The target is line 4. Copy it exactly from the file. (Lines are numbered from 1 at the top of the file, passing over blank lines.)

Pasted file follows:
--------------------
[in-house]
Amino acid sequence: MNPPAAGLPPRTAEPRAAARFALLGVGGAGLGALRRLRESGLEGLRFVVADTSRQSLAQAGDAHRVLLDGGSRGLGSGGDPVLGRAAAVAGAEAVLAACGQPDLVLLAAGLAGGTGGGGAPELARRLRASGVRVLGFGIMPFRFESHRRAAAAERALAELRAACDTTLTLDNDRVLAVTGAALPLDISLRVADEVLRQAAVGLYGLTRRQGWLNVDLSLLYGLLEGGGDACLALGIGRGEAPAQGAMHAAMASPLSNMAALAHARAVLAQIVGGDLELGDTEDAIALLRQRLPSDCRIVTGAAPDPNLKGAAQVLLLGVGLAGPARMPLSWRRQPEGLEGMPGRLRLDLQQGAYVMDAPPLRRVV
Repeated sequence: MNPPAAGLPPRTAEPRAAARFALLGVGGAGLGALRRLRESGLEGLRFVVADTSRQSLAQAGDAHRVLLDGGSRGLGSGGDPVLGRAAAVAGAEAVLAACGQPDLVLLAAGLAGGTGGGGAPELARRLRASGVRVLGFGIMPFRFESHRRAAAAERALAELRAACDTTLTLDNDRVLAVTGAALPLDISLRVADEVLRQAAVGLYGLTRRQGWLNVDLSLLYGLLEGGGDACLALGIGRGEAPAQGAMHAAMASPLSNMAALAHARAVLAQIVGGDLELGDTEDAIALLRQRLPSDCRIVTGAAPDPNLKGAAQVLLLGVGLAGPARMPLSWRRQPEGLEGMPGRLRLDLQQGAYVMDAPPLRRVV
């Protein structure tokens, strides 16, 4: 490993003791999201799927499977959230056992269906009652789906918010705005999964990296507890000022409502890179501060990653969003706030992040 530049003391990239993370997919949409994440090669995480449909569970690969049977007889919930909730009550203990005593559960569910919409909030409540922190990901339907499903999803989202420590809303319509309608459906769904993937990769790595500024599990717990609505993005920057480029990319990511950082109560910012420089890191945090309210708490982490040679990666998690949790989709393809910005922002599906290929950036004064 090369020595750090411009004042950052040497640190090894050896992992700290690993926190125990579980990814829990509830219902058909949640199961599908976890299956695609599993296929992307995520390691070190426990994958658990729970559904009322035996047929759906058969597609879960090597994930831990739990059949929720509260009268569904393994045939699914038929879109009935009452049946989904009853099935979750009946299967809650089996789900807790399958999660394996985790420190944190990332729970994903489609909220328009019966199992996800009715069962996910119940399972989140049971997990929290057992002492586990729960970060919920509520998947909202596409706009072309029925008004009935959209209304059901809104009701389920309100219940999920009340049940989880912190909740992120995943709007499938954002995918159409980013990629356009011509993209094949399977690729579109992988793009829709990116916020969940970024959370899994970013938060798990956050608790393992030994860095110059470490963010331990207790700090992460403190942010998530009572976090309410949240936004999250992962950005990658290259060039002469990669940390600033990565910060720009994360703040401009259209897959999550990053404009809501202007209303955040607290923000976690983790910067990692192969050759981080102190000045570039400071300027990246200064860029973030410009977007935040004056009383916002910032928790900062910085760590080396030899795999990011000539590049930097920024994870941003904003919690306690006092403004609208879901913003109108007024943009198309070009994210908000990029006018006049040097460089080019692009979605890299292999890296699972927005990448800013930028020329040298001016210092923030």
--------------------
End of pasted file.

């Protein structure tokens, strides 16, 4: 490993003791999201799927499977959230056992269906009652789906918010705005999964990296507890000022409502890179501060990653969003706030992040 530049003391990239993370997919949409994440090669995480449909569970690969049977007889919930909730009550203990005593559960569910919409909030409540922190990901339907499903999803989202420590809303319509309608459906769904993937990769790595500024599990717990609505993005920057480029990319990511950082109560910012420089890191945090309210708490982490040679990666998690949790989709393809910005922002599906290929950036004064 090369020595750090411009004042950052040497640190090894050896992992700290690993926190125990579980990814829990509830219902058909949640199961599908976890299956695609599993296929992307995520390691070190426990994958658990729970559904009322035996047929759906058969597609879960090597994930831990739990059949929720509260009268569904393994045939699914038929879109009935009452049946989904009853099935979750009946299967809650089996789900807790399958999660394996985790420190944190990332729970994903489609909220328009019966199992996800009715069962996910119940399972989140049971997990929290057992002492586990729960970060919920509520998947909202596409706009072309029925008004009935959209209304059901809104009701389920309100219940999920009340049940989880912190909740992120995943709007499938954002995918159409980013990629356009011509993209094949399977690729579109992988793009829709990116916020969940970024959370899994970013938060798990956050608790393992030994860095110059470490963010331990207790700090992460403190942010998530009572976090309410949240936004999250992962950005990658290259060039002469990669940390600033990565910060720009994360703040401009259209897959999550990053404009809501202007209303955040607290923000976690983790910067990692192969050759981080102190000045570039400071300027990246200064860029973030410009977007935040004056009383916002910032928790900062910085760590080396030899795999990011000539590049930097920024994870941003904003919690306690006092403004609208879901913003109108007024943009198309070009994210908000990029006018006049040097460089080019692009979605890299292999890296699972927005990448800013930028020329040298001016210092923030």